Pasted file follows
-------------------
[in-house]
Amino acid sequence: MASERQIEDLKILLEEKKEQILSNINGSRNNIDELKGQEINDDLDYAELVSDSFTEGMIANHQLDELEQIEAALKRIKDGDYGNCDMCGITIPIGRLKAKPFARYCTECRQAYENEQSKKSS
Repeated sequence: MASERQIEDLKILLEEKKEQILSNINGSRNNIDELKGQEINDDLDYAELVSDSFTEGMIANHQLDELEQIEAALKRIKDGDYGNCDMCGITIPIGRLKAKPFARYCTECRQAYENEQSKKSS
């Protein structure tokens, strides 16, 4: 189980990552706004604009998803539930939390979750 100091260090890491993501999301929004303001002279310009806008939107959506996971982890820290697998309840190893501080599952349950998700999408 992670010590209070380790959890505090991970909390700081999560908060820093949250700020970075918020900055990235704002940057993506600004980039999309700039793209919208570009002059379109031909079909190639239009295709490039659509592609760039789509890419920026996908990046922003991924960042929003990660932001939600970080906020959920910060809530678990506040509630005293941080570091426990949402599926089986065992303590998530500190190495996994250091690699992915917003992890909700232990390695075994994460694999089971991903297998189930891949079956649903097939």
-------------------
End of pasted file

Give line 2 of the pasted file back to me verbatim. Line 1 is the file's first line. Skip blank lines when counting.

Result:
Amino acid sequence: MASERQIEDLKILLEEKKEQILSNINGSRNNIDELKGQEINDDLDYAELVSDSFTEGMIANHQLDELEQIEAALKRIKDGDYGNCDMCGITIPIGRLKAKPFARYCTECRQAYENEQSKKSS